Sato, K., D. J. O'Sullivan, and T. J. Dunkerton [1997c], "Low-frequency inertia-gravity waves in the stratosphere revealed by three-week continuous observation with the MU radar," Geophys. Res. Lett., vol. 24, pp. 1739-1742.
Sato, K., and T. Manabe , "Estimation of propagation path visibility for indoor wireless LAN systems under shadowing conditions by human bodies," in Proc. 1998 IEEE Vehicular Technology Conference (VTC '98), Ottawa, Canada, pp. 2109-2113.
Sato, M., M. Takeshita, T. Miwa, and H. Niitsuma , "Polarimetric borehole radar applied to geophysical exploration," Proc. the 7th Int. Conference on Ground Penetrating Radar, Lawrence, Kansas, USA, pp. 7-12.
Sato, T., T. Teraoka, and I. Kimura [1996b], "Validation and ground truth for TRMM precipitation radar using the MU radar," IEICE Trans. Commun., vol. E79-B, no. 6, pp. 744-750.
Sato, T., K. Takeda, T. Nagamatsu, T. Wakayama, I. Kimura, and T. Shinbo [1997b], "Automatic signal processing of front monitor radar for tunnelling machines," IEEE Trans. Geosci. Remote Sens., vol. 35, no. 2, pp. 354-359.
Seino, S., A. Yamaguchi, and S. Kozono , "A study on received signal-level distribution in wide-band mobile transmission," IEICE Trans. vol. J79-B-II, no. 8, pp. 504-506 (in Japanese).
Shibagaki, K., M.D. Yamanaka, H. Hashiguchi, A. Watanabe, H. Ueda, Y. Maekawa, and S. Fukao , "Hierarchical structures of vertical velocity variations and precipitating clouds near the Baiu frontal cyclone center observed by the MU and meteorological radars," J. Meteor. Soc. Japan, vol. 75, 2, pp. 569-596.
Sonoi, Y., Y. Maekawa, Z. Kawasaki, T. Ikawa, K. Fukami, and S. Fukao , "Discussion about the discriminating function of the precipitation particles of the dual polarization radar and the predictable parameters of lightning discharge", Trans. IEE Japan, vol. 166-B, 4, pp. 444-452 (in Japanese).
Takahashi, S., Y. Yamada, and Koji Ogura , "BER estimation with random phase summation applied to ray tracing," 48th IEEE Vehicular Technology Conference (VTC '98), vol. 2, pp. 855-859.
Taga, T., and T. Furuno , "Multipath delay mechanism in low antenna height line-of-sight microcells," IEICE Trans. Commun., vol. J80-B-II, 10, pp. 848-861 (in Japanese).
Taga, T. , "Coverage prediction for 5-GHz-band high-speed digital signal transmission in urban street microcells," VTC'98 Conference Record, vol. 1, pp. 596-600.
Taira, K., S. Sekizawa, G. Wu, H. Harada, and Y. Hase , "Propagation loss characteristics for microcellular mobile communications in microwave band," Conference Record of 5th IEEE International Conference on Universal Personal Communications (ICUPC'96), vol. 2, pp. 842-846.
Taira, K., S. Sekizawa, and Y. Hase , "Wideband channel modeling for line-of-sight microcellular environment with low base-station-antenna-height," Conference Record of 48th IEEE Vehicular Technology Conference (VTC'98), vol. 1, pp. 149-153.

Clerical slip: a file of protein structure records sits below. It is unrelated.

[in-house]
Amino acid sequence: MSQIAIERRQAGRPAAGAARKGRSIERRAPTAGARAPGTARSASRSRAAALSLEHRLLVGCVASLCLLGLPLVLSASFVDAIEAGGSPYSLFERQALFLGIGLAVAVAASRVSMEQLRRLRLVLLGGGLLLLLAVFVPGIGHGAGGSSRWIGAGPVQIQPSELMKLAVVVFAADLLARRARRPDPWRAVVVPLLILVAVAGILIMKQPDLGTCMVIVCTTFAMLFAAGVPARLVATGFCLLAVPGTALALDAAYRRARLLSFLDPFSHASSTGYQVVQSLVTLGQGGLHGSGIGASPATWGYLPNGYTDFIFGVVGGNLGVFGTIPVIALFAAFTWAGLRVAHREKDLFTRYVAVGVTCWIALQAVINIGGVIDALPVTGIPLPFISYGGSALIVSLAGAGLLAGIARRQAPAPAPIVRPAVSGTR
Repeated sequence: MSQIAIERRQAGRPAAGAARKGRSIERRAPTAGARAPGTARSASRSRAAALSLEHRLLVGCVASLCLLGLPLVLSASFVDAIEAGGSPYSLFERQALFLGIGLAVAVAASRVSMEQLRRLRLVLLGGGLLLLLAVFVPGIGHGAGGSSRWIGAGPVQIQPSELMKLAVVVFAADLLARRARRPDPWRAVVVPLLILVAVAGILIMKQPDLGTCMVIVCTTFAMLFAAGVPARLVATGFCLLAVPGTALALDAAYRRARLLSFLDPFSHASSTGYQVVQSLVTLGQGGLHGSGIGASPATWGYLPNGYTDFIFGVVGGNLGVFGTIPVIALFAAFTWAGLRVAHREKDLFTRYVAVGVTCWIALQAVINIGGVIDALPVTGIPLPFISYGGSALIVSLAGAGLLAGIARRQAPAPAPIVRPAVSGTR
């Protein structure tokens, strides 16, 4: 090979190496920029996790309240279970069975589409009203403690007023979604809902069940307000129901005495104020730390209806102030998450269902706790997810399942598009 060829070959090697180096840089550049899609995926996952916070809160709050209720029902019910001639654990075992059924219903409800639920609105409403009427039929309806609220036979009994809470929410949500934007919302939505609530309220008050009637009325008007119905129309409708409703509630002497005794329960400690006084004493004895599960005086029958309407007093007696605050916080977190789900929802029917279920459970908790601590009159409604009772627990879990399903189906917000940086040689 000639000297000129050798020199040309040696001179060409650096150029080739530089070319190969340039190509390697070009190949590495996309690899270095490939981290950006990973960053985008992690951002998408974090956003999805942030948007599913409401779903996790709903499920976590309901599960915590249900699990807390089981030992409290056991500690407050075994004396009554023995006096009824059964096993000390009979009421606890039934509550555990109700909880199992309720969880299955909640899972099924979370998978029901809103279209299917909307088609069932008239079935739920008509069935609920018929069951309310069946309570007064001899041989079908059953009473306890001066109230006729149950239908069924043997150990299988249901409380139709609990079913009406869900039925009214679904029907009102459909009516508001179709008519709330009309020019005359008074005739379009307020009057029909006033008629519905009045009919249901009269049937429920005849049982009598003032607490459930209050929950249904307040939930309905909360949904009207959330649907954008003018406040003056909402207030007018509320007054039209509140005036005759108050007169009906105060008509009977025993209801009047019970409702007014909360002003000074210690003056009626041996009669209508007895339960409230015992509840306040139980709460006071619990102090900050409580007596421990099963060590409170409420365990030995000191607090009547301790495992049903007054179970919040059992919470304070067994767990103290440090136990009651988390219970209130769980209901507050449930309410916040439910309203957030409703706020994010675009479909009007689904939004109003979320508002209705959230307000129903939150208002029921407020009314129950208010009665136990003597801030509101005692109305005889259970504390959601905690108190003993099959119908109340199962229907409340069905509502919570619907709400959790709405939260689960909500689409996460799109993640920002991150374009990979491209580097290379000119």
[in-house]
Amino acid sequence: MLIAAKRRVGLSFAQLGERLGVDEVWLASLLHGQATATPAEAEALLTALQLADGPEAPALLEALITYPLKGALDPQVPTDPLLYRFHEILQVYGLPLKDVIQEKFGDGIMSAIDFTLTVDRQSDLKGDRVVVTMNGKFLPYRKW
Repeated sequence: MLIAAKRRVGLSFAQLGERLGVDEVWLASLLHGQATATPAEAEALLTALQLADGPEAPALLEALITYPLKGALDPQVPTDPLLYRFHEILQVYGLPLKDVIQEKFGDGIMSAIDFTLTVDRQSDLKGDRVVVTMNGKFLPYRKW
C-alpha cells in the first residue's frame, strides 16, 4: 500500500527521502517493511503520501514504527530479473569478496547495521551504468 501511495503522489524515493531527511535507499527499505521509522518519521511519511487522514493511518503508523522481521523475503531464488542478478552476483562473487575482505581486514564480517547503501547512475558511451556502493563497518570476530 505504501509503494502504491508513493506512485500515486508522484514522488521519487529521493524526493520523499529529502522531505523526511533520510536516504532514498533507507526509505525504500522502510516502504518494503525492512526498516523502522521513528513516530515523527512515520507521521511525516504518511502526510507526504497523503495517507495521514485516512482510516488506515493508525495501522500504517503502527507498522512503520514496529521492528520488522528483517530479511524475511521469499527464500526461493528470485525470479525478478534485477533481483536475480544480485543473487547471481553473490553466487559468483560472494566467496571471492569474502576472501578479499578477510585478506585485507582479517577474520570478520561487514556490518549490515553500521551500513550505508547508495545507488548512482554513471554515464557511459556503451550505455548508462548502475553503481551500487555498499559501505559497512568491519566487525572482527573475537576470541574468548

Tsuda, T., T. E. VanZandt, and H. Saito [1997a], "Zenith-angle dependence of VHF specular reflection echoes in the lower atmosphere," J. Atmos. terr. Phys., vol. 59, pp. 761-775.
Tsuda, T., W. E. Gordon, and H. Saito [1997b], "Azimuth angle variations of specular reflection echoes in the lower atmosphere observed with the MU radar," J. Atmos. Terr. Phys., vol. 59, pp. 777-784.
Tsuda, T., T. Nakamura, A. Shimizu, T.Yoshino, S.W.B. Harijono, T. Sribimawati, and H. Wiryosumarto [1997c], "Observations of diurnal oscillations with a meteor wind radar and radiosondes in Indonesia," J. Geophys. Res., vol. 102, pp. 26217-26224.
Tsutsumi, M., Toshitaka Tsuda, Takuji Nakamura, and Shoichiro Fukao , "Wind velocity and temperature fluctuations due to a 2-day wave observed with radio meteor echoes," J. Geophys. Res., vol. 101, pp. 9425-9432.
Uratsuka, S., F. Nishio, and S. Mae[1996a], "Internal and basal ice changes near the grounding line derived from radio-echo sounding," Journal of Glaciology, vol. 42, 140, pp. 103-109.
Uratsuka, S., H. Maeno, T. Suitz, D. A. Fisher, K. Goto-Azuma, and S. Mae [1996b], "Internal layering detected by microwave ice-radar in the arctic ice cap," Memoirs of NIPR, Spec. Issue, no. 51, pp. 387-394.
Yamada, H., T. Yamakura, and Y. Yamaguchi , "Resolution improvement of superresolution techniques using polarization averaging preprocessings," Trans. IEICE, vol. J81-B-II, no3, pp 200-207 (in Japanese).
Yamada, M., J. Yoshida, and M. Takaoka , "Statistical characteristics of signal level variations due to shadowing by human bodies in wireless LAN," in Proc. APCC'97, Sydney, Australia, pp. 1408-1412.
Yamada, M., and Y. Miura , "Rain attenuation characteristics at 12 GHz on an earth-space path," Proc. ICMMT'98, Beijing.
Yamaguchi, A., K. Suwa, and R. Kawasaki [1997a], "Received signal level characteristics for radio channels up to 30 MHz bandwidth in line-of-sight microcells," IEICE Trans. Commun., vol. E80-B, 2, pp. 386-388.
Yamaguchi, Y., and T. Moriyama , "Polarimetric detection of objects buried in snowpack by a synthetic aperture FM-CW radar," IEEE Trans. Geosci. Remote Sensing, vol. 34, 1, pp. 45-51
Yamaguchi, Y., M. Nakamura, and H. Yamada [1997b], "Decomposition of radar target based on the scattering matrix obtained by FM-CW radar," IEICE Trans. Commun., vol. E80-B, 10, pp. 1564-1569.
Yamaguchi, Y. , "Fundamentals of polarimetric radar and its applications," Realize Inc. Japan (in Japanese).
Yamamori, M., and K. Sato , "A quasi-geostrophic analysis on medium-scale waves near the midlatitude tropopause and their relation to the background state," J. Met. Soc. Japan, vol. 76, pp. 879-888.
Yamamoto, S., E. Okamoto, N. Yoshimura, T. Ikegami and H. Wakana , "Propagation measurements for land mobile satellite communications at high angle of elevation with the ETS- VI satellite," Trans. IEICE, vol. J81-B-II, 5, pp. 381-390 (in Japanese).
Yamamoto, Y., T. Tsuda, and T. Adachi , "Frequency spectra of wind velocity and temperature fluctuations observed with the MU radar-RASS," Geophys. Res. Lett., vol. 23, pp. 3647-3650.
Yamanaka, M. D., S. Ogino, S. Kondo, T. Shimomai, S. Fukao, Y. Shibagaki, Y. Maekawa, and I. Takayabu , "Inertio-gravity waves and subtropical multiple tropopauses: Vertical wavenumber spectra of wind and temperature observed by the MU radar, radiosondes and operational rawinsonde network," J. Atmos. Terr. Phys., vol. 58, pp. 785-805.
Yang, J., Y. Yamaguchi, H. Yamada, and S. Lin , "The formulae of the characteristic polarization states in the co-pol channel and the optimal polarization state for contrast enhancement," IEICE Trans. Commun., vol. E80-B, 10, pp. 1570-1575.
Yang, J., Y. Yamaguchi, H. Yamada, M. Sengoku, and S. Lin , "Stable decomposition of mueller matrix," IEICE Trans. Commun. vol. E81-B, no. 6, pp. 1261-1268.